Accordingly several Roman Catholics were sworn of the Privy Council; and orders were sent to corporations to admit Roman Catholics to municipal advantages.[174] Many officers of the army were arbitrarily deprived of their commissions and of their bread. It was to no purpose that the Lord Lieutenant pleaded the cause of some whom he knew to be good soldiers and loyal subjects. Among them were old Cavaliers, who had fought bravely for monarchy, and who bore the marks of honourable wounds. Their places were supplied by men who had no recommendation but their religion. Of the new Captains and Lieutenants, it was said, some had been cow-herds, some footmen, some noted marauders; some had been so used to wear brogues that they stumbled and shuffled about strangely in their military jack boots. Not a few of the officers who were discarded took refuge in the Dutch service, and enjoyed, four years later, the pleasure of driving their successors before them in ignominious rout through the waters of the Boyne.[175]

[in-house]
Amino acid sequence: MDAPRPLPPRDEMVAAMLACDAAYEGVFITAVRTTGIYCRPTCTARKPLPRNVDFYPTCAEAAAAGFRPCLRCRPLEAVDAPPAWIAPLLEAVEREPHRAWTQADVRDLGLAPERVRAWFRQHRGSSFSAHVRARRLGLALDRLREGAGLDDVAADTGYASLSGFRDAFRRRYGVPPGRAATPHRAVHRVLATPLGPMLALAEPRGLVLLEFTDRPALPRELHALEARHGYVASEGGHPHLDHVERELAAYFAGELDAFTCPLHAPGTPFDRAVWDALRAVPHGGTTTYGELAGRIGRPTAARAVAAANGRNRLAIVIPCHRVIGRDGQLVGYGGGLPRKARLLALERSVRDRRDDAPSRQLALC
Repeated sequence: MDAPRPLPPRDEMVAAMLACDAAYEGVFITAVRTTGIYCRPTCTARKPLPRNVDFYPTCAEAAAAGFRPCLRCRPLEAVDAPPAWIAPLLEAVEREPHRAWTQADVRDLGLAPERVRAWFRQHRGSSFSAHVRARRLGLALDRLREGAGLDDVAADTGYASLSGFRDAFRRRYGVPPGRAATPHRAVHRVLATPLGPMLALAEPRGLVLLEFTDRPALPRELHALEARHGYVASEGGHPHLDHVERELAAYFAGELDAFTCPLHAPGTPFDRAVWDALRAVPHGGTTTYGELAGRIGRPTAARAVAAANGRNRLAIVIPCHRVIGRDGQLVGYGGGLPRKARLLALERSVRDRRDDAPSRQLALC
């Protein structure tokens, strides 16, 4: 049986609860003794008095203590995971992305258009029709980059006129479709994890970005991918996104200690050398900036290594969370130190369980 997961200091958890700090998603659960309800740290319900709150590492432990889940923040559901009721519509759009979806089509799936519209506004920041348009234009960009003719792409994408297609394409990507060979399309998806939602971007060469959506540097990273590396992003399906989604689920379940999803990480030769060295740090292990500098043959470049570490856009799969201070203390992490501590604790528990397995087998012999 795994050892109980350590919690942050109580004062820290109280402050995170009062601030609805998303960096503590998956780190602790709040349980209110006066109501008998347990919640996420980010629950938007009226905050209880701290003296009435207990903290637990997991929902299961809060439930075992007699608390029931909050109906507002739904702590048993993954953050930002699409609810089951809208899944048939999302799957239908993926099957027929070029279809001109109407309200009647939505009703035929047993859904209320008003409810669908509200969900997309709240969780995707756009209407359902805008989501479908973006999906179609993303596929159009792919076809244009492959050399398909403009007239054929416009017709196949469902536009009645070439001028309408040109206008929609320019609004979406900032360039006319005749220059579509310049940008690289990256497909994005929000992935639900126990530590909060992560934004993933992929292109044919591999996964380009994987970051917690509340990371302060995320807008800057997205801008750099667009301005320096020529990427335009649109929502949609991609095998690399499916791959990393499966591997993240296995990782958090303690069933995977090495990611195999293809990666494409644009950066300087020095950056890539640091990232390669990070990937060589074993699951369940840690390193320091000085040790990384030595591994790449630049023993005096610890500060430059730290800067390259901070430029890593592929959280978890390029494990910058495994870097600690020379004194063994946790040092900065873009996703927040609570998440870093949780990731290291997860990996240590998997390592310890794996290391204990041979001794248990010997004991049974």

The distress and alarm of Clarendon were increased by news which reached him through private channels. Without his approbation, without his knowledge, preparations were making for arming and drilling the whole Celtic population of the country of which he was the nominal governor. Tyrconnel from London directed the design; and the prelates of his Church were his agents. Every priest had been instructed to prepare an exact list of all his male parishioners capable of bearing arms, and to forward it to his Bishop.[176]